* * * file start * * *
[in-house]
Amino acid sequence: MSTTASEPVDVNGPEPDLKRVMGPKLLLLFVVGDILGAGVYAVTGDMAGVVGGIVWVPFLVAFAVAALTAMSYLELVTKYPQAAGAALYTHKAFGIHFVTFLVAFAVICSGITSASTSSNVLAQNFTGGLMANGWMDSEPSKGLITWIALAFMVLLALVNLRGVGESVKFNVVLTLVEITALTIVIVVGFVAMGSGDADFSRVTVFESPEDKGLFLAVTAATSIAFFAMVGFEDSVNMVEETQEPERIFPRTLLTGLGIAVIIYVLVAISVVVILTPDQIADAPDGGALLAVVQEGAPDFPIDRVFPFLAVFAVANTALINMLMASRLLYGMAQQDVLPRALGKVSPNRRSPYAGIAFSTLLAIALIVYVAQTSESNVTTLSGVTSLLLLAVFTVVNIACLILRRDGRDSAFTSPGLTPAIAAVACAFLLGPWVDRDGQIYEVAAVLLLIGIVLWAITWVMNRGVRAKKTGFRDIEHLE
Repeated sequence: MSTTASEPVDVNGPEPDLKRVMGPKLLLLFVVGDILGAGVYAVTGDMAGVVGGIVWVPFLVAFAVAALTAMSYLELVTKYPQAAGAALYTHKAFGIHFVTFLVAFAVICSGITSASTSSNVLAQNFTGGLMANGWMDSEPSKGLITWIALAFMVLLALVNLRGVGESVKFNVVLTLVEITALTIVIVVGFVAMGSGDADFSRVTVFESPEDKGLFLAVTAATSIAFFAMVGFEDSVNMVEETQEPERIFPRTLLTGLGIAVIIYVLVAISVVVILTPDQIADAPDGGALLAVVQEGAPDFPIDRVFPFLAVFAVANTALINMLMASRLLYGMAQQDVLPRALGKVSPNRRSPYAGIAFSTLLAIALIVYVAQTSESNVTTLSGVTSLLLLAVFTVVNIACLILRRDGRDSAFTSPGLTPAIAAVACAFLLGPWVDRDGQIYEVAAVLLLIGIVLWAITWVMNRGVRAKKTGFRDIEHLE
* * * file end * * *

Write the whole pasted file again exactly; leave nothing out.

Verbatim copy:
[in-house]
Amino acid sequence: MSTTASEPVDVNGPEPDLKRVMGPKLLLLFVVGDILGAGVYAVTGDMAGVVGGIVWVPFLVAFAVAALTAMSYLELVTKYPQAAGAALYTHKAFGIHFVTFLVAFAVICSGITSASTSSNVLAQNFTGGLMANGWMDSEPSKGLITWIALAFMVLLALVNLRGVGESVKFNVVLTLVEITALTIVIVVGFVAMGSGDADFSRVTVFESPEDKGLFLAVTAATSIAFFAMVGFEDSVNMVEETQEPERIFPRTLLTGLGIAVIIYVLVAISVVVILTPDQIADAPDGGALLAVVQEGAPDFPIDRVFPFLAVFAVANTALINMLMASRLLYGMAQQDVLPRALGKVSPNRRSPYAGIAFSTLLAIALIVYVAQTSESNVTTLSGVTSLLLLAVFTVVNIACLILRRDGRDSAFTSPGLTPAIAAVACAFLLGPWVDRDGQIYEVAAVLLLIGIVLWAITWVMNRGVRAKKTGFRDIEHLE
Repeated sequence: MSTTASEPVDVNGPEPDLKRVMGPKLLLLFVVGDILGAGVYAVTGDMAGVVGGIVWVPFLVAFAVAALTAMSYLELVTKYPQAAGAALYTHKAFGIHFVTFLVAFAVICSGITSASTSSNVLAQNFTGGLMANGWMDSEPSKGLITWIALAFMVLLALVNLRGVGESVKFNVVLTLVEITALTIVIVVGFVAMGSGDADFSRVTVFESPEDKGLFLAVTAATSIAFFAMVGFEDSVNMVEETQEPERIFPRTLLTGLGIAVIIYVLVAISVVVILTPDQIADAPDGGALLAVVQEGAPDFPIDRVFPFLAVFAVANTALINMLMASRLLYGMAQQDVLPRALGKVSPNRRSPYAGIAFSTLLAIALIVYVAQTSESNVTTLSGVTSLLLLAVFTVVNIACLILRRDGRDSAFTSPGLTPAIAAVACAFLLGPWVDRDGQIYEVAAVLLLIGIVLWAITWVMNRGVRAKKTGFRDIEHLE